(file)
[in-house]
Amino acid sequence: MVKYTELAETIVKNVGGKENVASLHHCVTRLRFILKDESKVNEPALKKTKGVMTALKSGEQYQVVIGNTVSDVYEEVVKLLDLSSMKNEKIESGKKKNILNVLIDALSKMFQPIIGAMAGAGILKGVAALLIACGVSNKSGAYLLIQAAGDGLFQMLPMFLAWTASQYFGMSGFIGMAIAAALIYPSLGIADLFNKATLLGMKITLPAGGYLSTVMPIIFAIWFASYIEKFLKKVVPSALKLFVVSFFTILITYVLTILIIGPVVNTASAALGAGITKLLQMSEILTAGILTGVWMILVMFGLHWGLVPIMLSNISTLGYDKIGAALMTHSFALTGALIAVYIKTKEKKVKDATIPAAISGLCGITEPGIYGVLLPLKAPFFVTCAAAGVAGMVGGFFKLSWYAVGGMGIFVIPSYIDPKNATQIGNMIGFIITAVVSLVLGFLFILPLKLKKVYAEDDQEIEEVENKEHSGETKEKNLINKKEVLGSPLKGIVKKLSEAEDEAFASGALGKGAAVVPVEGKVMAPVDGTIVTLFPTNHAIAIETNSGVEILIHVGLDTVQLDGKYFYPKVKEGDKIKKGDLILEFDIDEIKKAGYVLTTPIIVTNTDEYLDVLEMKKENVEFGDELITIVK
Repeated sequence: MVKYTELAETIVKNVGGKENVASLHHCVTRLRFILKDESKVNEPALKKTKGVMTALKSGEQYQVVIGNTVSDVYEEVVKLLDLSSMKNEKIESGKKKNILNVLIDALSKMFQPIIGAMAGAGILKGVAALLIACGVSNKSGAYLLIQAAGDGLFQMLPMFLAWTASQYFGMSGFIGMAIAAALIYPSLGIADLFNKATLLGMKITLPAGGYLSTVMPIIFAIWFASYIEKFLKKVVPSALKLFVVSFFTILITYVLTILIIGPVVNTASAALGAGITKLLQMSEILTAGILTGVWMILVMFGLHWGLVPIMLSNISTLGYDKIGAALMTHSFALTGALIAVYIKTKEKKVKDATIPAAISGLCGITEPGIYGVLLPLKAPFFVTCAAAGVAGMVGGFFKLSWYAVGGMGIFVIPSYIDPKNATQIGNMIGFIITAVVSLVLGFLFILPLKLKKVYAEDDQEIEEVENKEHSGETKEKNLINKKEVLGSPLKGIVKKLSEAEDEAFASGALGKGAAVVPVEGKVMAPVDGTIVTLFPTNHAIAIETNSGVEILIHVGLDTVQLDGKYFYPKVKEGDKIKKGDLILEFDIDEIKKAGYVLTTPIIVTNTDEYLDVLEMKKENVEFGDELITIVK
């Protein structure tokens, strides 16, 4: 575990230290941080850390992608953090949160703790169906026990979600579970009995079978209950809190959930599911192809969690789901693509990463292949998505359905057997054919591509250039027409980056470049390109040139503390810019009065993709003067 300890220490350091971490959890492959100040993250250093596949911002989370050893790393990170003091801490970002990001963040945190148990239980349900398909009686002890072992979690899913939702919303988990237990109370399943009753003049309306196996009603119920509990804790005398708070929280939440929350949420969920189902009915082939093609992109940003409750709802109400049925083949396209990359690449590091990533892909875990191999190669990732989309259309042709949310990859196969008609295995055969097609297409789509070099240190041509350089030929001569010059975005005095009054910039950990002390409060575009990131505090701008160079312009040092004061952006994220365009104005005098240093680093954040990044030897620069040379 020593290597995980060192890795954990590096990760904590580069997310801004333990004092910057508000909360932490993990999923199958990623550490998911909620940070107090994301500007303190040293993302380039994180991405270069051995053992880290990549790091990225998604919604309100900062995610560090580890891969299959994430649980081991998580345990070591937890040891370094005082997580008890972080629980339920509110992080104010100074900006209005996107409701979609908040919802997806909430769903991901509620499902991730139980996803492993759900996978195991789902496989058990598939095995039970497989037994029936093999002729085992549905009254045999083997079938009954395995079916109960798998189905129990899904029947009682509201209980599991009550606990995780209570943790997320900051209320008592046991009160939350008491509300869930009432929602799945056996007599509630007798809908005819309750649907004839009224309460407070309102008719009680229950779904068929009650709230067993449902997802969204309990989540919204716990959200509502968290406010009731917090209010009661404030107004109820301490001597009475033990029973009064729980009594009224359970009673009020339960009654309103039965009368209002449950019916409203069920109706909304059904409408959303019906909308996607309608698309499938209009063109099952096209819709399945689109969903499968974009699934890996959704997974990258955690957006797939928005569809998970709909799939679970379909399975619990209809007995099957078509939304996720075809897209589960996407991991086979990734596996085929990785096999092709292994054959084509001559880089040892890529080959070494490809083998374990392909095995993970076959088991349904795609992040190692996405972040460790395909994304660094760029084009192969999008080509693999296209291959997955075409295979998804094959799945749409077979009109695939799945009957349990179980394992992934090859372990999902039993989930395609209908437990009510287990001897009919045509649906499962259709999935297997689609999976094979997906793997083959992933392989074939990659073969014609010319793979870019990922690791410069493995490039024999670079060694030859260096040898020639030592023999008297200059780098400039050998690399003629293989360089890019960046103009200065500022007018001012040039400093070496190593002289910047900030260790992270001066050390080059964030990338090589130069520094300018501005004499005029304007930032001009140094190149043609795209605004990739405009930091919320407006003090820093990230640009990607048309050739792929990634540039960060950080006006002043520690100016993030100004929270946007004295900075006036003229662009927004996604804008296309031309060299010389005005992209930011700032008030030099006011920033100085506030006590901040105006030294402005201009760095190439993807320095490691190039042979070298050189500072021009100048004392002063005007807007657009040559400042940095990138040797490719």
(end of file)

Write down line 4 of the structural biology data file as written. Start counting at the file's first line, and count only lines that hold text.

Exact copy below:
């Protein structure tokens, strides 16, 4: 575990230290941080850390992608953090949160703790169906026990979600579970009995079978209950809190959930599911192809969690789901693509990463292949998505359905057997054919591509250039027409980056470049390109040139503390810019009065993709003067 300890220490350091971490959890492959100040993250250093596949911002989370050893790393990170003091801490970002990001963040945190148990239980349900398909009686002890072992979690899913939702919303988990237990109370399943009753003049309306196996009603119920509990804790005398708070929280939440929350949420969920189902009915082939093609992109940003409750709802109400049925083949396209990359690449590091990533892909875990191999190669990732989309259309042709949310990859196969008609295995055969097609297409789509070099240190041509350089030929001569010059975005005095009054910039950990002390409060575009990131505090701008160079312009040092004061952006994220365009104005005098240093680093954040990044030897620069040379 020593290597995980060192890795954990590096990760904590580069997310801004333990004092910057508000909360932490993990999923199958990623550490998911909620940070107090994301500007303190040293993302380039994180991405270069051995053992880290990549790091990225998604919604309100900062995610560090580890891969299959994430649980081991998580345990070591937890040891370094005082997580008890972080629980339920509110992080104010100074900006209005996107409701979609908040919802997806909430769903991901509620499902991730139980996803492993759900996978195991789902496989058990598939095995039970497989037994029936093999002729085992549905009254045999083997079938009954395995079916109960798998189905129990899904029947009682509201209980599991009550606990995780209570943790997320900051209320008592046991009160939350008491509300869930009432929602799945056996007599509630007798809908005819309750649907004839009224309460407070309102008719009680229950779904068929009650709230067993449902997802969204309990989540919204716990959200509502968290406010009731917090209010009661404030107004109820301490001597009475033990029973009064729980009594009224359970009673009020339960009654309103039965009368209002449950019916409203069920109706909304059904409408959303019906909308996607309608698309499938209009063109099952096209819709399945689109969903499968974009699934890996959704997974990258955690957006797939928005569809998970709909799939679970379909399975619990209809007995099957078509939304996720075809897209589960996407991991086979990734596996085929990785096999092709292994054959084509001559880089040892890529080959070494490809083998374990392909095995993970076959088991349904795609992040190692996405972040460790395909994304660094760029084009192969999008080509693999296209291959997955075409295979998804094959799945749409077979009109695939799945009957349990179980394992992934090859372990999902039993989930395609209908437990009510287990001897009919045509649906499962259709999935297997689609999976094979997906793997083959992933392989074939990659073969014609010319793979870019990922690791410069493995490039024999670079060694030859260096040898020639030592023999008297200059780098400039050998690399003629293989360089890019960046103009200065500022007018001012040039400093070496190593002289910047900030260790992270001066050390080059964030990338090589130069520094300018501005004499005029304007930032001009140094190149043609795209605004990739405009930091919320407006003090820093990230640009990607048309050739792929990634540039960060950080006006002043520690100016993030100004929270946007004295900075006036003229662009927004996604804008296309031309060299010389005005992209930011700032008030030099006011920033100085506030006590901040105006030294402005201009760095190439993807320095490691190039042979070298050189500072021009100048004392002063005007807007657009040559400042940095990138040797490719």